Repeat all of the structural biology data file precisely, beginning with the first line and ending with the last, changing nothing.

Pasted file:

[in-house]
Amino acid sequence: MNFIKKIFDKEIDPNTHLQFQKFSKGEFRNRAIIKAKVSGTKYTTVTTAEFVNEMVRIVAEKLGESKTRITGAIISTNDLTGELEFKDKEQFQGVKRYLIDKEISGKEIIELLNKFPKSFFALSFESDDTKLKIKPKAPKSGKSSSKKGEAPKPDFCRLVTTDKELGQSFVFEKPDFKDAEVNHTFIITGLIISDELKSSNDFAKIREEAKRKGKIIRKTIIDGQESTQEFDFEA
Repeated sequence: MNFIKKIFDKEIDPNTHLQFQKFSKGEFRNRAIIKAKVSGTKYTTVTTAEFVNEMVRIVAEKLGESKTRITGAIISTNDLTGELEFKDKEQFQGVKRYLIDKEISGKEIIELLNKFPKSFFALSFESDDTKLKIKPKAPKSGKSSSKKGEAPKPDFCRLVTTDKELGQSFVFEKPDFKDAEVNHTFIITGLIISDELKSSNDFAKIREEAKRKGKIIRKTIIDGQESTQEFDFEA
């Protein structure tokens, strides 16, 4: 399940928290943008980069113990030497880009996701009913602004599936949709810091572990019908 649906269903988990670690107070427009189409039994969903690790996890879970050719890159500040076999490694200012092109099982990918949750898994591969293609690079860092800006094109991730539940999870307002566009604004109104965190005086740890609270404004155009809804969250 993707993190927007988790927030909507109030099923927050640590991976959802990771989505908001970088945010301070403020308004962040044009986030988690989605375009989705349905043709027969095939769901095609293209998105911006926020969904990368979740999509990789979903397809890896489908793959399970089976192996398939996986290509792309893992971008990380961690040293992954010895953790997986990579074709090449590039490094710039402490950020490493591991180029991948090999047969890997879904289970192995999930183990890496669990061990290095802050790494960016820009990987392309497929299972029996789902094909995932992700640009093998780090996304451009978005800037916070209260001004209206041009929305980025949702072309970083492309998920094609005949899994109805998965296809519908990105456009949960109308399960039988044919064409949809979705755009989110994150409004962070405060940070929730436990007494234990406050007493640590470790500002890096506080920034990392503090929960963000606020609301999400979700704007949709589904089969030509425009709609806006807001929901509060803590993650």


[in-house]
Amino acid sequence: MNFIKKIFDKEIDPNTHLQFQKFSKGEFRNRAIIKAKVSGTKYTTVTTAEFVNEMVRIVAEKLGESKTRITGAIISTNDLTGELEFKDKEQFQGVKRYLIDKEISGKEIIELLNKFPKSFFALSFESDDTKLKIKPKAPKSGKSSSKKGEAPKPDFCRLVTTDKELGQSFVFEKPDFKDAEVNHTFIITGLIISDELKSSNDFAKIREEAKRKGKIIRKTIIDGQESTQEFDFEA
Repeated sequence: MNFIKKIFDKEIDPNTHLQFQKFSKGEFRNRAIIKAKVSGTKYTTVTTAEFVNEMVRIVAEKLGESKTRITGAIISTNDLTGELEFKDKEQFQGVKRYLIDKEISGKEIIELLNKFPKSFFALSFESDDTKLKIKPKAPKSGKSSSKKGEAPKPDFCRLVTTDKELGQSFVFEKPDFKDAEVNHTFIITGLIISDELKSSNDFAKIREEAKRKGKIIRKTIIDGQESTQEFDFEA
């Protein structure tokens, strides 16, 4: 399940928290943008980069113990030497880009996701009913602004599936949709810091572990019908 649906269903988990670690107070427009189409039994969903690790996890879970050719890159500040076999490694200012092109099982990918949750898994591969293609690079860092800006094109991730539940999870307002566009604004109104965190005086740890609270404004155009809804969250 993707993190927007988790927030909507109030099923927050640590991976959802990771989505908001970088945010301070403020308004962040044009986030988690989605375009989705349905043709027969095939769901095609293209998105911006926020969904990368979740999509990789979903397809890896489908793959399970089976192996398939996986290509792309893992971008990380961690040293992954010895953790997986990579074709090449590039490094710039402490950020490493591991180029991948090999047969890997879904289970192995999930183990890496669990061990290095802050790494960016820009990987392309497929299972029996789902094909995932992700640009093998780090996304451009978005800037916070209260001004209206041009929305980025949702072309970083492309998920094609005949899994109805998965296809519908990105456009949960109308399960039988044919064409949809979705755009989110994150409004962070405060940070929730436990007494234990406050007493640590470790500002890096506080920034990392503090929960963000606020609301999400979700704007949709589904089969030509425009709609806006807001929901509060803590993650």